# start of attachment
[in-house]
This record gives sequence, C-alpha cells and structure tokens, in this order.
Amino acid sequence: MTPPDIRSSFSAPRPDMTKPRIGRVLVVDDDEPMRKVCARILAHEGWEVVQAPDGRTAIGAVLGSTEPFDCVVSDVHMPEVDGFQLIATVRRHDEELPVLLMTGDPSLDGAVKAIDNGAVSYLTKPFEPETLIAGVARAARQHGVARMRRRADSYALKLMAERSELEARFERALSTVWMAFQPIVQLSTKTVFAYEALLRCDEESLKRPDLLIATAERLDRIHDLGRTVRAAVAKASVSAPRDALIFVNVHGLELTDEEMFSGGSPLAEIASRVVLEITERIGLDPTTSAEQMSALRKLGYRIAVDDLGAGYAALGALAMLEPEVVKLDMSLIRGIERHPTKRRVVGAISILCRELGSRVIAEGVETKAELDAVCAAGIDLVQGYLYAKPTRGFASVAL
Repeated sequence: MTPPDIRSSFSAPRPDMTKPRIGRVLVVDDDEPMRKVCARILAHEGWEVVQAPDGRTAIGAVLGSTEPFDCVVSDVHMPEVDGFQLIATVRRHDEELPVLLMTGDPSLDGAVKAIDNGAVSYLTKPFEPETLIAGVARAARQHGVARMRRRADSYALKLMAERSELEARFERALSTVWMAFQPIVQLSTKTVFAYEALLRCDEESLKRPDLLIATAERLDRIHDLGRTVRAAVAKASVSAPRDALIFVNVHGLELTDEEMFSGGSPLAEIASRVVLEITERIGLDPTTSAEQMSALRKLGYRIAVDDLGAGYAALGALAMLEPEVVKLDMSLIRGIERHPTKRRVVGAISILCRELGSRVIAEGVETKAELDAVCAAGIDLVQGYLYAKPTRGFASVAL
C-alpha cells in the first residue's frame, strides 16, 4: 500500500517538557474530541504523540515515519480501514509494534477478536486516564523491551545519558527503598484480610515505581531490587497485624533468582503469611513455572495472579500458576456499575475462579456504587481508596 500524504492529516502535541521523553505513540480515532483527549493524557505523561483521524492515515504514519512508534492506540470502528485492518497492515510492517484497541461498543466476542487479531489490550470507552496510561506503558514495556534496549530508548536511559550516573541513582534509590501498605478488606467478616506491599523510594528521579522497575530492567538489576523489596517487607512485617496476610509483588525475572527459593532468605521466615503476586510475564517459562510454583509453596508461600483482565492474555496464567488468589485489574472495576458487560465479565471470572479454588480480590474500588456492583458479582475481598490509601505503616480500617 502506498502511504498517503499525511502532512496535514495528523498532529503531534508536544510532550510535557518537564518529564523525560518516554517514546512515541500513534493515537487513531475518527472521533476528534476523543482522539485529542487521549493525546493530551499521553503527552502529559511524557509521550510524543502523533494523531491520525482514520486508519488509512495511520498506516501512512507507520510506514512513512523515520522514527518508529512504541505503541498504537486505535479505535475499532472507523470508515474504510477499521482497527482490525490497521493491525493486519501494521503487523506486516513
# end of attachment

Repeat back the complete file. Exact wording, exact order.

[in-house]
This record gives sequence, C-alpha cells and structure tokens, in this order.
Amino acid sequence: MTPPDIRSSFSAPRPDMTKPRIGRVLVVDDDEPMRKVCARILAHEGWEVVQAPDGRTAIGAVLGSTEPFDCVVSDVHMPEVDGFQLIATVRRHDEELPVLLMTGDPSLDGAVKAIDNGAVSYLTKPFEPETLIAGVARAARQHGVARMRRRADSYALKLMAERSELEARFERALSTVWMAFQPIVQLSTKTVFAYEALLRCDEESLKRPDLLIATAERLDRIHDLGRTVRAAVAKASVSAPRDALIFVNVHGLELTDEEMFSGGSPLAEIASRVVLEITERIGLDPTTSAEQMSALRKLGYRIAVDDLGAGYAALGALAMLEPEVVKLDMSLIRGIERHPTKRRVVGAISILCRELGSRVIAEGVETKAELDAVCAAGIDLVQGYLYAKPTRGFASVAL
Repeated sequence: MTPPDIRSSFSAPRPDMTKPRIGRVLVVDDDEPMRKVCARILAHEGWEVVQAPDGRTAIGAVLGSTEPFDCVVSDVHMPEVDGFQLIATVRRHDEELPVLLMTGDPSLDGAVKAIDNGAVSYLTKPFEPETLIAGVARAARQHGVARMRRRADSYALKLMAERSELEARFERALSTVWMAFQPIVQLSTKTVFAYEALLRCDEESLKRPDLLIATAERLDRIHDLGRTVRAAVAKASVSAPRDALIFVNVHGLELTDEEMFSGGSPLAEIASRVVLEITERIGLDPTTSAEQMSALRKLGYRIAVDDLGAGYAALGALAMLEPEVVKLDMSLIRGIERHPTKRRVVGAISILCRELGSRVIAEGVETKAELDAVCAAGIDLVQGYLYAKPTRGFASVAL
C-alpha cells in the first residue's frame, strides 16, 4: 500500500517538557474530541504523540515515519480501514509494534477478536486516564523491551545519558527503598484480610515505581531490587497485624533468582503469611513455572495472579500458576456499575475462579456504587481508596 500524504492529516502535541521523553505513540480515532483527549493524557505523561483521524492515515504514519512508534492506540470502528485492518497492515510492517484497541461498543466476542487479531489490550470507552496510561506503558514495556534496549530508548536511559550516573541513582534509590501498605478488606467478616506491599523510594528521579522497575530492567538489576523489596517487607512485617496476610509483588525475572527459593532468605521466615503476586510475564517459562510454583509453596508461600483482565492474555496464567488468589485489574472495576458487560465479565471470572479454588480480590474500588456492583458479582475481598490509601505503616480500617 502506498502511504498517503499525511502532512496535514495528523498532529503531534508536544510532550510535557518537564518529564523525560518516554517514546512515541500513534493515537487513531475518527472521533476528534476523543482522539485529542487521549493525546493530551499521553503527552502529559511524557509521550510524543502523533494523531491520525482514520486508519488509512495511520498506516501512512507507520510506514512513512523515520522514527518508529512504541505503541498504537486505535479505535475499532472507523470508515474504510477499521482497527482490525490497521493491525493486519501494521503487523506486516513